DARKNESS DESCENDS: Norwegian Art Now Runs Through Oct. 9 in the Grossman Gallery
Exhibition explores darkness inspired by mythology and nature
EASTON, Pa.(www.lafayette.edu), September 2, 2009 — DARKNESS DESCENDS: Norwegian Art Now, running through Oct. 9 in the Grossman Gallery, delves into the uniquely Norwegian style of neo-romanticism in contemporary art. The exhibition brings together a multidisciplinary group of artists to explore the fascination with darkness inspired by mythology and a close relationship to nature.
The exhibition includes drawings, photographs, paintings, sculpture, video, and sound pieces by Thora Dolven Balke, Halvor Bodin, Lars Elling, Anki King, Sol Kjøk, Ingvild Langgård, Are Mokkelbost, Rune Olsen, Anne Katrine Senstad, Elise Storsveen, Kjersti Vetterstad, Marius Watz, Liz Wendelbo, Jana Winderen, Monica Winther, and Munan Øvrelid.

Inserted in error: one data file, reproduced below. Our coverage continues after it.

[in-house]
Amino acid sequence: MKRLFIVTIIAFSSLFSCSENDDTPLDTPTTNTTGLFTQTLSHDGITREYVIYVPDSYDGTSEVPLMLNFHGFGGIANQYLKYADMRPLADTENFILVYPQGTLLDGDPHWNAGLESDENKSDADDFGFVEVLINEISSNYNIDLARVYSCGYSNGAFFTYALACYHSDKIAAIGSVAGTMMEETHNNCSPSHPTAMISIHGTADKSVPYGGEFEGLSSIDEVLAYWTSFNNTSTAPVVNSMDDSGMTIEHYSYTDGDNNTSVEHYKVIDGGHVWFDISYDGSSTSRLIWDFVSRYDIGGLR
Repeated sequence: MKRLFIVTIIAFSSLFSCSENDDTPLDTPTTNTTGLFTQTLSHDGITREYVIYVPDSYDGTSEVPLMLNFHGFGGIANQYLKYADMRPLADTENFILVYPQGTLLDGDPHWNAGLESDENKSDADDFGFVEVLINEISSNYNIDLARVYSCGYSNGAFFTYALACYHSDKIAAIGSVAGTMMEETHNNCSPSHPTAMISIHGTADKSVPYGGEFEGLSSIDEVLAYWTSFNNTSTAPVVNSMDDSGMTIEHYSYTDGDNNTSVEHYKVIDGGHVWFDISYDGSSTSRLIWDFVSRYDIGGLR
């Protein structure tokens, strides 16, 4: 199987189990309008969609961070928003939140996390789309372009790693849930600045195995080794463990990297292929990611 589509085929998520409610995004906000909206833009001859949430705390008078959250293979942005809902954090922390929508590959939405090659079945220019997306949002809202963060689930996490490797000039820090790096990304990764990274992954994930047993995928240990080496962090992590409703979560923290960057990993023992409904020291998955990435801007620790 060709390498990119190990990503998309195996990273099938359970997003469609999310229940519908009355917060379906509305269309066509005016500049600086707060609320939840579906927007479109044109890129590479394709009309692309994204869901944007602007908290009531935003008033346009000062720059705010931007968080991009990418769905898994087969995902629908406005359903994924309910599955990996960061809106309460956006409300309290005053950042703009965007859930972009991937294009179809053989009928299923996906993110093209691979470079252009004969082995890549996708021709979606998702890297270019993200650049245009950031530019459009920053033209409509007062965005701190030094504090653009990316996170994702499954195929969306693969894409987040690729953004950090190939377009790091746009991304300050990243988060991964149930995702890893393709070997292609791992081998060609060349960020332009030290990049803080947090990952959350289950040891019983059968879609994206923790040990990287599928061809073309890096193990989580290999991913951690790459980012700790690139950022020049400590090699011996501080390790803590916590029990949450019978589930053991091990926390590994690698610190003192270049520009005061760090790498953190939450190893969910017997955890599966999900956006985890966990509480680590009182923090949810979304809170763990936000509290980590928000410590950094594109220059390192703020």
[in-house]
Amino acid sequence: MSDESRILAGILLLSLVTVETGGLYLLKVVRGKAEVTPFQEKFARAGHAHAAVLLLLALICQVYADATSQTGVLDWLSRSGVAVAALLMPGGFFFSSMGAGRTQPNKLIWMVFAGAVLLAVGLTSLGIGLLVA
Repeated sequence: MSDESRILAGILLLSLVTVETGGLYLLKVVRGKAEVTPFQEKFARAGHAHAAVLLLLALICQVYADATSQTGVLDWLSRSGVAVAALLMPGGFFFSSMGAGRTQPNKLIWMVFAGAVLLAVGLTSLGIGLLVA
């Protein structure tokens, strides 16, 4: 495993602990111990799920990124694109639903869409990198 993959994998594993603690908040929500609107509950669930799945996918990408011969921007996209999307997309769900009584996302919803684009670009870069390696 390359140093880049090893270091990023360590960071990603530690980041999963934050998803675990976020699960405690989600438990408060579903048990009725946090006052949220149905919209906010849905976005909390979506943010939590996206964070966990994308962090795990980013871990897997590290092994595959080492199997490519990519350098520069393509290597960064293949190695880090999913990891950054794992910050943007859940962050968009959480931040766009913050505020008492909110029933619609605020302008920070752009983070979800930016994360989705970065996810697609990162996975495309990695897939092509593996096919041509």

From curator Christina Vassallo's statement: These photographs are the continuation of Senstad's series of male Norwegian portraits; in both series, Senstad channels the public perception of Norwegian culture and identity as they are formed through fact and fiction.
A quote from Thure Erik Lund's essay "On the Hell of Being Norwegian," which was included in Senstad's first book, is the best way to end this description of DARKNESS DESCENDS, although it further mystifies an understanding of Norwegian art: So, who are we really, we who claim to be real Norwegians? As a consequence of our nature, we extremely rare really genuine Norwegians are, strangely enough, not interested in defining ourselves, as either one or the other type of Norwegian.